2018 Social Security and Medicare Trustees’ Report Issued; Warn of Depletion of Trust Funds

Medicare, Medicare Set-Aside Blog, MSP News, Social Security on June 7, 2018
Posted by Jean S. Goldstein, JD

Each year, the board of trustees of the Social Security Trust Fund and Medicare Trust Fund release reports to Congress providing an estimated projected financial outlook for the programs. This week both reports were released.  The 77th annual Social Security Report can be found here, and the 53rd annual Medicare report can be found here.  Both are quite lengthy documents that contain a substantial amount of information covering 2017, and providing estimates and predictions of the solvency of each program.  Some key highlights of each report are noted below.

The Social Security Report

The report notes that:

  • Social Security provided benefit payments to about 62 million people;
  • Of that 62 million, 45 million were retired workers and dependents of retired workers, 6 million were survivors of deceased workers, and 10 million disabled workers and dependents of disabled workers;
  • Applications for disability dropped in 2017.

In addition, the total annual cost of the program is projected to exceed total annual income in 2018 for the first time since 1982, and remain higher.  Of significant note, the report indicates that the Social Security trust funds are projected to become depleted in 2034, as opposed to last year’s estimate of early 2035.  Essentially, the report indicates that the long-term expenses the program will incur cannot be covered.  That is not to say that after 2034 Social Security benefits will end, but rather that the benefits paid would be significantly cut.

For our purposes, it is important to remember that Social Security and Medicare are intertwined. Once an individual has received 24 disability payments, they also gain access to the Medicare Trust Fund.

The Medicare Report

The Medicare report addresses the two separate Medicare trust funds, the Hospital Insurance (HI) Trust Fund, and the Supplementary Medical Insurance Trust Fund.  The HI pays for inpatient and hospital care (Medicare Part A). The SMI Trust Fund consists of Medicare Part B (which helps pay for physician, outpatient costs, home health, and other services) and Medicare Part D (which helps cover the prescription drug benefit).

Some key findings of the report note that:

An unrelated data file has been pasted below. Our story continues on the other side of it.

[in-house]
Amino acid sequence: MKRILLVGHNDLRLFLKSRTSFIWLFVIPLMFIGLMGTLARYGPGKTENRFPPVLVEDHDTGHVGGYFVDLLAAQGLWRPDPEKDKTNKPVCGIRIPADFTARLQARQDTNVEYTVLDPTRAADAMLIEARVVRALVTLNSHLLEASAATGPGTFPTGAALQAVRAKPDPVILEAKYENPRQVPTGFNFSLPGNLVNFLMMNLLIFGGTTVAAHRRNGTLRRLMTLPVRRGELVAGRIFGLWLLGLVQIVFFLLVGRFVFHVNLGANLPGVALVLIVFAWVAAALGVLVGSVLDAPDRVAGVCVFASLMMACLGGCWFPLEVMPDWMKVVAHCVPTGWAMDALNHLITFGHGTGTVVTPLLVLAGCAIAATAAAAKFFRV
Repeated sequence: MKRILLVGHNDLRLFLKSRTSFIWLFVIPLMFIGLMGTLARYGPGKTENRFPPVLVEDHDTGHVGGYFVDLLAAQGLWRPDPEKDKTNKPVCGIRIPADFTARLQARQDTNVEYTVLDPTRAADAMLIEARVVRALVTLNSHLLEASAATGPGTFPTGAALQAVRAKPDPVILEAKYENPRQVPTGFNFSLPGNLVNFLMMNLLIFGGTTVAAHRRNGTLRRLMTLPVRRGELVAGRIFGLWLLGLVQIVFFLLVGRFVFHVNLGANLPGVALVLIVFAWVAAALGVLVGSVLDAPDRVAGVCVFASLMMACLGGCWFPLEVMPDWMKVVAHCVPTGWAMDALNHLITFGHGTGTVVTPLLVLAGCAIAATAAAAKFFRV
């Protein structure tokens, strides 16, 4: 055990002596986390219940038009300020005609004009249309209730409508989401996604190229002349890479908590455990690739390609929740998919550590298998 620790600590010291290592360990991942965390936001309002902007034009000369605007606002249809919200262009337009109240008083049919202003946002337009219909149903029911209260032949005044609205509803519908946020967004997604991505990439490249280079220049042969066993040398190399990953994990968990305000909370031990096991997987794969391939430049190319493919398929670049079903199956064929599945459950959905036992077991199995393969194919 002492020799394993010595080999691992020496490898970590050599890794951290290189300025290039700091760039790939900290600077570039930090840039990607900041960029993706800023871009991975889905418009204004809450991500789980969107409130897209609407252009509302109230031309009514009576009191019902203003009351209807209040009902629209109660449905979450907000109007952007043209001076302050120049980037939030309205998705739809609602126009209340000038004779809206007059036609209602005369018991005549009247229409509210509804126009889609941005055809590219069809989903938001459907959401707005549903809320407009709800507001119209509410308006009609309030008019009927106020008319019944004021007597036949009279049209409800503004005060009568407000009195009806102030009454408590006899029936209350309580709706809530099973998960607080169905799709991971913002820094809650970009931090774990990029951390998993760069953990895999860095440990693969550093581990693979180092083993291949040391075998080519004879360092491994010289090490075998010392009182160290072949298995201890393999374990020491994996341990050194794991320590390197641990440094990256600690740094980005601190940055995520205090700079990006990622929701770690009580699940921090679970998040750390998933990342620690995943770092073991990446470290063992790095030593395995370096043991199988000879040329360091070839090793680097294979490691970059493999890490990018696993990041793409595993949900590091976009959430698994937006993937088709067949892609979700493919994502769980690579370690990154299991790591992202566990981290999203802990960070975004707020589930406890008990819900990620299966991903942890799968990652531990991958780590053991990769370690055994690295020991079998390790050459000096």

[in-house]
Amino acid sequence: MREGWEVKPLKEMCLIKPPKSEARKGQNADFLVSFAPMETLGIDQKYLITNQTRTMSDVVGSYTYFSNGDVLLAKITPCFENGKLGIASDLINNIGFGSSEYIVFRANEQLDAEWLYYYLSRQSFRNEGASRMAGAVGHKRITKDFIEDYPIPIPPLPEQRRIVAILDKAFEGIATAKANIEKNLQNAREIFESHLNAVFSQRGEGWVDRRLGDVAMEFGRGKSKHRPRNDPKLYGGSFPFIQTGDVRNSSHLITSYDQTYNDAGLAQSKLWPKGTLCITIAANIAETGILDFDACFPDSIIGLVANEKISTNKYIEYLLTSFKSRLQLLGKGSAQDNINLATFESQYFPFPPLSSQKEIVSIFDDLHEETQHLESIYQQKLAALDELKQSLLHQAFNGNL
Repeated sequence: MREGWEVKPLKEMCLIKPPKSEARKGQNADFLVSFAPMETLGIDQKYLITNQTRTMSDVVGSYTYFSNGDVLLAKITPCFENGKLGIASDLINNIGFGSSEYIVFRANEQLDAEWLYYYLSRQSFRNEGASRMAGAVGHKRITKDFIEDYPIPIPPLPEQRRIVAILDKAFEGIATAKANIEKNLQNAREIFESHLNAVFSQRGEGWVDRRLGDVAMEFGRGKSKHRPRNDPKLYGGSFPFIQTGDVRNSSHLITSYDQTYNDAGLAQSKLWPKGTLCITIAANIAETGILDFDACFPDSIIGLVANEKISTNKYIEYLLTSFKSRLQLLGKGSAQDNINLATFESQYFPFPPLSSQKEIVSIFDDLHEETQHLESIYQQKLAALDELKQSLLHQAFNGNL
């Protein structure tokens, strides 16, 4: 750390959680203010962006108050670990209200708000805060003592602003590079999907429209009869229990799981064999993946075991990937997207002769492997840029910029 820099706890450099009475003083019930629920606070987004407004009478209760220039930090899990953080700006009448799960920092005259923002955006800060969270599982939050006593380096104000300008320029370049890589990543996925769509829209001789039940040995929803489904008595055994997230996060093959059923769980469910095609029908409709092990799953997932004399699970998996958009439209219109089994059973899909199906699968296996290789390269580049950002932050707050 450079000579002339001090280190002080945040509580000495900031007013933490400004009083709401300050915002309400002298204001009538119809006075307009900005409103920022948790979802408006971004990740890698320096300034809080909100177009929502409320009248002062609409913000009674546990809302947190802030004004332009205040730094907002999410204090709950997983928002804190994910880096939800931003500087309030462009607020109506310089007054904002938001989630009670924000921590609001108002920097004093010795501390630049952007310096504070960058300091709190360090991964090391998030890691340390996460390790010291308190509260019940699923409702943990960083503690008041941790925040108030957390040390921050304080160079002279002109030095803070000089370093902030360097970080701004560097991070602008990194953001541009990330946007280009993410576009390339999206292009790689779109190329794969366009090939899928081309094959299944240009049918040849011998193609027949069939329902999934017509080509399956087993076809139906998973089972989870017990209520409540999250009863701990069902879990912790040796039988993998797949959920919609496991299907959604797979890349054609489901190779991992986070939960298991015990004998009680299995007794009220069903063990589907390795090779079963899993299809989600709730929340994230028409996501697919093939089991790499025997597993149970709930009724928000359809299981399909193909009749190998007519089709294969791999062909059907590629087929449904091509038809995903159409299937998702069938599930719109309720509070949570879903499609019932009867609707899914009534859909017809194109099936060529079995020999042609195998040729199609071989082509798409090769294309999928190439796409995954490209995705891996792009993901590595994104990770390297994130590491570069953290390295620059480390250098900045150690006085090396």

• In 2017, Medicare covered 58.4 million people;
  • Of those 58.4 million, 49.5 million were aged 65 and older, and 8.9 million were disabled;
  • Over 34% of Medicare beneficiaries are enrolled in a supplemental or Medicare Advantage Plan; 
  • The total Medicare expenditures were $710 billion in 2017.

Most importantly, as with the 2017 report, the trustees have documented that the HI trust fund will not be adequately financed over the next 10 years; stating that the estimated depletion date for the HI trust fund is 2026, and that the projected medical bills will not fully covered starting at that time.  The 2026 depletion date is 3 years earlier than that noted in the previous report.  Of note, this is different than the SMI trust fund, which is expected to be adequately financed over the next 10 years and beyond because of the premiums costs collected for Medicare Part B and Part D.  The difference in solvency of the funds is that HI trust fund is funded though the collection of payroll taxes, and lower salaries, and subsequently lower taxes adversely affect the trust fund.  By law, the President must submit proposed legislation to address the funding shortage, because of the findings of both the 2017 and 2018 report.

The Trustees also predict that expenditures will increase in future years at faster pace than taxable earnings, and the economy overall.  The findings and recommendations in this report indicate a dire need for change and reforms to address Medicare’s financial challenges.  

What Do the Findings of These Reports Mean?

We will likely see some legislative efforts and reforms to address the financial concerns as outlined with the reports.  Most significantly, with the looming insolvency of these funds, particularly the Medicare Trust Fund (Part A), we will likely continue to see heightened recovery efforts against primary payers by Medicare.  We will also likely see Medicare premiums increase along with payments to doctors, hospitals and other providers.  Ultimately, the information contained within the reports are only estimates, and it is certainly possible that costs will not increase as predicted; but the warnings are loud and clear.  Stay tuned for further updates and legislative efforts that may impact these programs.